Tallahassee, FL - One of Gov.-elect Rick Scott’s most high-profile campaign promises – to slash $1 billion from the state’s prison system – drew a powerful pushback when the union representing correctional officers aired television spots warning he would start releasing inmates to reduce spending.
But a lengthy list of less-stunning belt-tightening measures is quietly emerging. Many are likely to find their way into Scott’s February budget proposal to lawmakers, those close to the incoming administration say.
“The plan was to find a billion in seven years,” said Scott spokesman Brian Burgess, disputing the Florida Police Benevolent Association’s TV spots, which implied the cut would be a first-year reduction that dramatically shrunk the Corrections Department’s $2.4 billion budget.
“We will do that and more by eliminating waste and improving efficiency,” Burgess said of the $1 billion savings claim. “Privatization isn’t necessary for us to achieve that goal, but nothing is off the table while we are still in the review and planning phase.”
The Florida Senate may be among those providing Scott with a roadmap to some savings. A recent study by the Criminal Justice Committee points out that state spending on inmate health care services hit $400 million last year – almost double the level of a decade ago. The study suggests that some of Scott’s cost-cutting could be reached by giving private vendors a bigger share of inmate care.
Meanwhile, the state’s Office of Program Policy Analysis and Government Accountability (OPPAGA) has sent to state legislative leaders a host of other potential prison savings, some of which mirror those also advanced by state business groups, led by Florida TaxWatch.
Expanding state drug courts to keep thousands of nonviolent criminals out of prison, expanding faith-based institutions to reduce recidivism, and expanding the use of electronic monitoring could save millions of dollars, analysts said.
But just as Scott is lining up such major repositories of cash as the Florida Retirement System and state worker health insurance for changes to extract savings, prison health care services are a big-ticket item that could rain dollars if revamped just right.
Still, done badly, the initiative could also backfire on the incoming governor.
With more than 103,915 inmates scattered across 55 prisons and 77 other lockups, the Corrections Department has had a checkered history with inmate health. A federal court in the milestone Costello v. Florida case in 1979 found that inadequate medical care amounted to cruel and unusual punishment in the state, prompting more than two decades of litigation and continued federal oversight of prison health care.
The Correctional Medical Authority was formed in 1986 to provide independent evaluation of the prison system’s health care services. CMA’s future also is in doubt, with allies of Scott and public health leaders recommending it be moved out of the Department of Health, as part of a likely overhaul of that agency.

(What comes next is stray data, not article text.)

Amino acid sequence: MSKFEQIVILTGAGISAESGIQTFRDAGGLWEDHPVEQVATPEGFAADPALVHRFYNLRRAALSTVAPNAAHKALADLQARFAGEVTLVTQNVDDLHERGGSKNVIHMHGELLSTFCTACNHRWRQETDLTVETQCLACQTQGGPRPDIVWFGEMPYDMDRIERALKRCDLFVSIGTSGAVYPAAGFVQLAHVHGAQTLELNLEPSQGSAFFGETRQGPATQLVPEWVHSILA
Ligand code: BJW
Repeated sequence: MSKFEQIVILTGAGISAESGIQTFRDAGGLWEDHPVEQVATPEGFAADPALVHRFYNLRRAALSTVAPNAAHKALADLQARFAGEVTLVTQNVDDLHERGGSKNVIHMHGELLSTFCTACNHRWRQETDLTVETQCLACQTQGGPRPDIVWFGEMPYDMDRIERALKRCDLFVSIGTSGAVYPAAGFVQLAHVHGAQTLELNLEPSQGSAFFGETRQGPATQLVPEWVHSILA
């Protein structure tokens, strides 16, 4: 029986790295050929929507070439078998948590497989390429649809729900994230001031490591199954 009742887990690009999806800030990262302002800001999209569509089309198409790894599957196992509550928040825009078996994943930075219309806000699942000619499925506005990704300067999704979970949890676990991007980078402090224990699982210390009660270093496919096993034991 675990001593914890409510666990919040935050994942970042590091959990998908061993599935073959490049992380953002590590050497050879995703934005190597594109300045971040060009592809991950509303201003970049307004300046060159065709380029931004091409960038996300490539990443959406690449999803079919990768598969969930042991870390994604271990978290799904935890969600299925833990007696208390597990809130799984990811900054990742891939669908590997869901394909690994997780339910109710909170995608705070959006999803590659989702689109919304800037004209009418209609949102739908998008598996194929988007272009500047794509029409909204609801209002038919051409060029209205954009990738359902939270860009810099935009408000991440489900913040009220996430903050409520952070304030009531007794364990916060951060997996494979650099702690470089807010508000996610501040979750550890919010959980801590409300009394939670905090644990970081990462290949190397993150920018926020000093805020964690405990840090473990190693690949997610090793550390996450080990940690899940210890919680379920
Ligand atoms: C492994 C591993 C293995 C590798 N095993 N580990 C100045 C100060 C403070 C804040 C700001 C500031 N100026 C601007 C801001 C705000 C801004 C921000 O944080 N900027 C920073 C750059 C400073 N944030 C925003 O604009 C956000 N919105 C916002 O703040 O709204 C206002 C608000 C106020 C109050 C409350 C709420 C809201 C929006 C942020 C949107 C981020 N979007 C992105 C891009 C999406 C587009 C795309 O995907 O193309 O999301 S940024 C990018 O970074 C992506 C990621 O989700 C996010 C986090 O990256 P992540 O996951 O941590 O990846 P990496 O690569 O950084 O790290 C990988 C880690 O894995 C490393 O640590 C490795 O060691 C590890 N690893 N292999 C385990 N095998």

About one-third of inmate health care dollars currently go to community providers. But the department has scaled back an ambitious, five-year privatized effort in South Florida after first having trouble with vendor, Wexford Health Sources, Inc., who failed to meet some of its contract requirements, and then later Prison Health Services, now PHS Correctional Healthcare, which dropped its state contract in 2006 after facing higher-than-expected hospitalization rates.
PHS, which has prison health contracts in 20 states, is headquartered in suburban Nashville, near where Scott’s former health care company, Columbia/HCA, was anchored. States with larger prison systems than Florida’s, Texas and California, contract privately for much of their inmate health care.
“We’d be excited at the prospect of putting in a proposal if the state moves in the direction of privatizing,” said Martha Harbin, a Florida spokeswoman for PHS. “Inmates are the only people with a constitutional guarantee of health care and it has to meet a community standard of care. That can be expensive. But with a private company, you’re getting a centralized management, saving on malpractice insurance…and you might even be able to have some inmates become eligible for Medicaid.”
Howard Simon, executive director of Florida’s ACLU, which has represented inmates in civil rights cases, said he hopes Scott puts as much emphasis on changing sentencing laws as he does on cutting prison costs through layoffs of correctional officers or privatizing health care.
“If you don’t have sentencing reform, drug treatment and the expanded use of drug courts to keep people out of prison, you are just adding to the inmate population that is exploding in the prison system,” Simon said.
Matt Puckett, a PBA spokesman, said it’s clear Scott’s $1 billion in corrections cuts may not involve wholesale inmate releases. But the changes may prove controversial on another level.
“I think you’re going to see more taxpayer money going to for-profit corporations providing care and treatment of inmates,” Puckett said.